I think someone told me it was actually impossible to clone babies, even though some have tried un successfully in South Korea. I know Amendment 2 bans implanting any cells in the uterus which makes even attempting to clone babies illegal.
So what does this new amendment do that the previous Amdndment did not cover besides attack the scientific method of discovery called SCNT?Posted by: clarified? at October 22, 2007 4:39 PM
Hey there clarified. SCNT is human cloning, at least in theory. You are correct about South Korea. There was a scientist named Hwang Woo Suk who claimed around 2003 or 2004 that he had successfully cloned a human embryo using SCNT. However this was shown to be a lie, and turned out to be quite humiliating for South Korea. So SCNT has never been successful in human trials.Posted by: Bobby Bambino at October 22, 2007 4:47 PM
Here 'ya go - a compromise that works for everyone:
Human-animal embryo study wins approval
Mixing cells and eggs to be allowed in search for new medical treatments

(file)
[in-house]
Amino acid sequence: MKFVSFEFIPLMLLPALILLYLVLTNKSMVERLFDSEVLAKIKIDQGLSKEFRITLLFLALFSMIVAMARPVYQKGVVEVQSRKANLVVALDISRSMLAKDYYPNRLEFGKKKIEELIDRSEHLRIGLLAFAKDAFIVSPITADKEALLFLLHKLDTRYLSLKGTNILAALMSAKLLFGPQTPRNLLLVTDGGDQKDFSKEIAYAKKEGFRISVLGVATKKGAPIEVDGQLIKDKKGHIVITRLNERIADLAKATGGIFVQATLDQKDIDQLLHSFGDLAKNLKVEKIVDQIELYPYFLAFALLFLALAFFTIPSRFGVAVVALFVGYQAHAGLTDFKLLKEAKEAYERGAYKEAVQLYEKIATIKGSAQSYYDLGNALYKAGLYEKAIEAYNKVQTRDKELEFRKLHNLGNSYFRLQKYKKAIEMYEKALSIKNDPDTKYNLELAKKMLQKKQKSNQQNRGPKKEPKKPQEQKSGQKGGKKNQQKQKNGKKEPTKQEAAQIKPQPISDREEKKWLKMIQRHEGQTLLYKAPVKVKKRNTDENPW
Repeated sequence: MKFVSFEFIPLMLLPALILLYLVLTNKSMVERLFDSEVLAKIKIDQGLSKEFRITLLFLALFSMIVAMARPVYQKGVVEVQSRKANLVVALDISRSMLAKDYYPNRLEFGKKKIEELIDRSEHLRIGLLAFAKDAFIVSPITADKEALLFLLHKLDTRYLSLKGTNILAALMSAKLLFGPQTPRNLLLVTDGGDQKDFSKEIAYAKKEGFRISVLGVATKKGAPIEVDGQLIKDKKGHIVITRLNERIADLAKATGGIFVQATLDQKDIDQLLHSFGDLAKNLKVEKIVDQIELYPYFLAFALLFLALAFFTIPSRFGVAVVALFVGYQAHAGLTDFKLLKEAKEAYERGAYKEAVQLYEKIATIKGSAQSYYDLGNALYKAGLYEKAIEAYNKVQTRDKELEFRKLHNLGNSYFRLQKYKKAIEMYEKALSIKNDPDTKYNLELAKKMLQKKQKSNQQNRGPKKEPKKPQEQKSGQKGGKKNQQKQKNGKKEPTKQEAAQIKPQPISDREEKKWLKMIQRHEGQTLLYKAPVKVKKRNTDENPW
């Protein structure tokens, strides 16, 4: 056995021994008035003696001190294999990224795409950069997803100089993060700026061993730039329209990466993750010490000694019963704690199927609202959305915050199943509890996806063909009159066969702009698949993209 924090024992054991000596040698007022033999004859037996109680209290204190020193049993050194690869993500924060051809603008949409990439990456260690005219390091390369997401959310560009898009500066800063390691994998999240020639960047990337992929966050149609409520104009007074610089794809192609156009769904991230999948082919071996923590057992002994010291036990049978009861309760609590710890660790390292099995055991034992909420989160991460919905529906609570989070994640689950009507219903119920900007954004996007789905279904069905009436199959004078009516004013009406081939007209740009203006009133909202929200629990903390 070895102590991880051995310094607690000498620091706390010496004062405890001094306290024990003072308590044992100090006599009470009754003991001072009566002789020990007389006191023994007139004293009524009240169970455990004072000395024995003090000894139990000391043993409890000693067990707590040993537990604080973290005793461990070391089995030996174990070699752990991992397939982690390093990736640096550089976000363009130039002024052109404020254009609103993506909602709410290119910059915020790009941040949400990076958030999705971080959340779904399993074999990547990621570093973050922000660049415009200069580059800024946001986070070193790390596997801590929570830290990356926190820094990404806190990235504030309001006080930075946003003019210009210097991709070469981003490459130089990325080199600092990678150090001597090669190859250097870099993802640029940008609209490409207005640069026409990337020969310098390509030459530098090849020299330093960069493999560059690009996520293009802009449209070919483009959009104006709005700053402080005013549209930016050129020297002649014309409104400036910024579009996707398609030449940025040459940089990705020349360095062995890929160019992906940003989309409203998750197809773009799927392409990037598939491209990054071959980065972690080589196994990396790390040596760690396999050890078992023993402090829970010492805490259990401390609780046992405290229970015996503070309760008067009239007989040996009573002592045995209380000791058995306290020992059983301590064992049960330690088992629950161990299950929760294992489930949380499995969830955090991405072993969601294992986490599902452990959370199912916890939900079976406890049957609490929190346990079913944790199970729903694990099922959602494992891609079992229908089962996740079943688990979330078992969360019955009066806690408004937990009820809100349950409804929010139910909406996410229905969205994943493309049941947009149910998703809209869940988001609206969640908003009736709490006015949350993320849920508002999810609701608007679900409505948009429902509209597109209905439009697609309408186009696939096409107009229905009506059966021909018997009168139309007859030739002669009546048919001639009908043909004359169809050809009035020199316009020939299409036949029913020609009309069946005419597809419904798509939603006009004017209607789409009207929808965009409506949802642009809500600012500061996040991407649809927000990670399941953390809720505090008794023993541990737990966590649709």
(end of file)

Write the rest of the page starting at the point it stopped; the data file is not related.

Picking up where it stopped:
Ian Sample, science correspondent The Guardian Tuesday September 4 2007 Plans to allow British scientists to create human-animal embryos are expected to be approved tomorrow by the government's fertility regulator. The Human Fertilisation and Embryology Authority published its long-awaited public consultation on the controversial research yesterday, revealing that a majority of people were "at ease" with scientists creating the hybrid embryos.
Researchers want to create hybrid embryos by merging human cells with animal eggs, in the hope they will be able to extract valuable embryonic stem cells from them. The cells form the basic building blocks of the body and are expected to pave the way for revolutionary therapies for diseases such as Alzheimer's, Parkinson's and even spinal cord injuries.
The consultation papers were released ahead of the authority's final decision on the matter, which will mark the end of almost a year of intense lobbying by scientists and a fervent campaign by organisations opposed to research involving embryonic stem cells.
Using animal eggs will allow researchers to push ahead unhindered by the shortage of human eggs. Under existing laws, the embryos must be destroyed after 14 days when they are no bigger than a pinhead, and cannot be implanted into the womb.
Opponents of the research and some religious groups say the work blurs the distinction between humans and animals, and creates embryos that are destined to be destroyed when stem cells are extracted from them.
Two research groups based at King's College London and Newcastle University have already applied to the HFEA to create animal-human embryos, but their applications have been on hold since November last year amid confusion over whether the authority was legally able to issue licences.